CAIR Community Safety Alert:
Texas Mosque Targeted by Hate, CAIR Urges Hate Crime Probe, Added Safety Measures After Spike in Bias Incidents
(WASHINGTON, D.C., 11/16/15) – The Council on American-Islamic Relations (CAIR), the nation’s largest Muslim civil rights and advocacy organization, today urged Muslim community leaders to consider instituting additional safety measures in response to a spike in anti-Muslim incidents following the recent terror attacks in Paris.
“We call on local law enforcement authorities to provide extra patrols in the areas of mosques and Islamic institutions,” said CAIR National Executive Director Nihad Awad. “We urge public officials and presidential candidates not to scapegoat American Muslims and not allow Islam to be demonized by Islamophobes or by the anti-Islamic actions of terrorists.”
In the most recent incident, vandals targeted the Islamic Center of Pflugerville near Austin, Texas, covering the door of the mosque in feces and tearing pages of the Quran and throwing them to the ground covered with feces. CAIR is calling on state and federal law enforcement authorities to investigate that vandalism as a hate crime. [CONTACT: CAIR-San Antonio President Sarwat Husain, 210-378-9528, shusain@
SEE: Vandalism Reported at Pflugerville Mosque
Pflugerville Mosque Vandalized, Quran Torn
Pflugerville Mosque Site of Hate Crime
Other anti-Muslim incidents reported since the Paris attacks include terror threats to Florida mosques, vandalism at a Nebraska mosque, shots fired at a Florida Muslim family’s home, hate graffiti targeting a Connecticut Muslim student, an arson attack on a Canadian mosque, a tweet threatening Michigan Muslims, and innumerable hate messages sent online and by phone.
SEE: CAIR Asks FBI to Probe Paris-Related Vandalism Targeting Nebraska Mosque
CAIR Thanks DOJ for Probe of Terror Threats to Florida Mosques, Seeks Hate Crime Charges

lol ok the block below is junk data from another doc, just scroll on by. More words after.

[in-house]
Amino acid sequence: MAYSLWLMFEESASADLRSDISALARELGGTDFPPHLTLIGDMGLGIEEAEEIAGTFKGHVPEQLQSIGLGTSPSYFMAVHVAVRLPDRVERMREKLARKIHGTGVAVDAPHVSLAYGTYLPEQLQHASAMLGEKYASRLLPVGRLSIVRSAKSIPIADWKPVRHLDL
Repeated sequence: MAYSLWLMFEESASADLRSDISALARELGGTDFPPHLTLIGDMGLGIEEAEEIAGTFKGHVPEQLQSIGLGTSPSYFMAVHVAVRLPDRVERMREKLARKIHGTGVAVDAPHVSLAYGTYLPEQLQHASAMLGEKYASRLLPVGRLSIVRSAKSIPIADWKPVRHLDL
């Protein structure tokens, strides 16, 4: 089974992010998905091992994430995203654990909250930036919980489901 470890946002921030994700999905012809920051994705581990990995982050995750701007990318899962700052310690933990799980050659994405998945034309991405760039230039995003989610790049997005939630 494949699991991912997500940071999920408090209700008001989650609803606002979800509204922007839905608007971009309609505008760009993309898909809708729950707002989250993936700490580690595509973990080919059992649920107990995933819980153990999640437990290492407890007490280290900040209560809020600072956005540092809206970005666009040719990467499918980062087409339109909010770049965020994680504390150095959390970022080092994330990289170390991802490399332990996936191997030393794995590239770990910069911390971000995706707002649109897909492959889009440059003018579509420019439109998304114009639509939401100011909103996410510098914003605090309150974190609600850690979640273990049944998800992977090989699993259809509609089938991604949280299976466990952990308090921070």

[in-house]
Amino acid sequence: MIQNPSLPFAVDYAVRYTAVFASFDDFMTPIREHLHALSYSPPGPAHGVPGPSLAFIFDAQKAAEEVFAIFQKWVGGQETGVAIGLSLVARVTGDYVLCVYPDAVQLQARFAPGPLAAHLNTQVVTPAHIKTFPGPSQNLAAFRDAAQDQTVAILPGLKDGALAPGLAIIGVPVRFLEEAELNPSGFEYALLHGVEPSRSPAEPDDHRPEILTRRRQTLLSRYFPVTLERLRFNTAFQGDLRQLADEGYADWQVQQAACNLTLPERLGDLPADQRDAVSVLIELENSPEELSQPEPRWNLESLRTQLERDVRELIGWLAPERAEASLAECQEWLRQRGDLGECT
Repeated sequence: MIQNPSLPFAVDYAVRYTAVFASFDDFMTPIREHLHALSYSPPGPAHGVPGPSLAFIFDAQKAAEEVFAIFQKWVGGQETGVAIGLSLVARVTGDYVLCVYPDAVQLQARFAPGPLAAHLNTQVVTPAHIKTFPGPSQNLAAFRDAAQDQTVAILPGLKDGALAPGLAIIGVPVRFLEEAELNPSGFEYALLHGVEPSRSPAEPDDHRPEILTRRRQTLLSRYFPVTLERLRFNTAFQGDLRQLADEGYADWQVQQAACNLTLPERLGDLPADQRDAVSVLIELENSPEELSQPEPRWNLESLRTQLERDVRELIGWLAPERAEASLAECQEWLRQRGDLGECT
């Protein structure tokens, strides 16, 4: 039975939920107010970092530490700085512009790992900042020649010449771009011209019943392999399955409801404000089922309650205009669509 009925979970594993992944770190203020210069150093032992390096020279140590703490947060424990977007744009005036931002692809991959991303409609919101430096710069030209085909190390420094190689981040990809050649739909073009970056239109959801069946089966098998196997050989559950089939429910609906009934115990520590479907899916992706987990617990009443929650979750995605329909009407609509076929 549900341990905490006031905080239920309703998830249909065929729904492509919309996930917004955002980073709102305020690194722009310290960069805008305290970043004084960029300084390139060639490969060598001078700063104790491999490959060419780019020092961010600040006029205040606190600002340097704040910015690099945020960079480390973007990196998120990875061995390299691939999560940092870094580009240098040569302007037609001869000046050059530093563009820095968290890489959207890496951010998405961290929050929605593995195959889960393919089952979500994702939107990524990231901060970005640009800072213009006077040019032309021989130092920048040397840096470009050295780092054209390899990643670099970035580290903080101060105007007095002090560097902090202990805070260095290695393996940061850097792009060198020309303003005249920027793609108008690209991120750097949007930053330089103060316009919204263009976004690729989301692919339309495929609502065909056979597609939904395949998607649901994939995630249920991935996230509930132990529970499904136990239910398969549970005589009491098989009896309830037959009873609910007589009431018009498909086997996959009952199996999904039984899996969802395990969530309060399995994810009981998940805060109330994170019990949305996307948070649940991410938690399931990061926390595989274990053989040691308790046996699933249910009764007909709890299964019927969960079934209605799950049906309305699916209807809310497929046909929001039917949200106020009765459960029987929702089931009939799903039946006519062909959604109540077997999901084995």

CAIR recommends that community leaders immediately:
1. Request a stepped up police presence at local mosques.
2. Ask local elected and public officials to issue statements condemning Islamophobia and anti-Muslim hate crime.
3. Immediately report any bias incidents to police and to CAIR’s Civil Rights Department at202-742-6420 or civilrights@
4. Consider scheduling a town hall meeting to discuss the issue of growing Islamophobia and the need for community peace building.
Community leaders are also being asked to implement long-term safety measures outlined in CAIR’s booklet, “Best Practices for Mosque and Community Safety,” which was published in response to previous attacks on American mosques.
A free copy of the booklet may be requested by going to: http://www.cair.com/
CAIR’s safety guide states in part:
“A general framework in which to think about institutional security falls within the following broad categories:
• Be Aware
• Assess Your Vulnerability
• Prepare and Plan
“This framework can be applied to all sorts of security issues, from hate graffiti to burglary or to an active-shooter episode. Decision-makers must decide which recommendations are best applied to their facility. They must also decide the order in which they will implement the process.”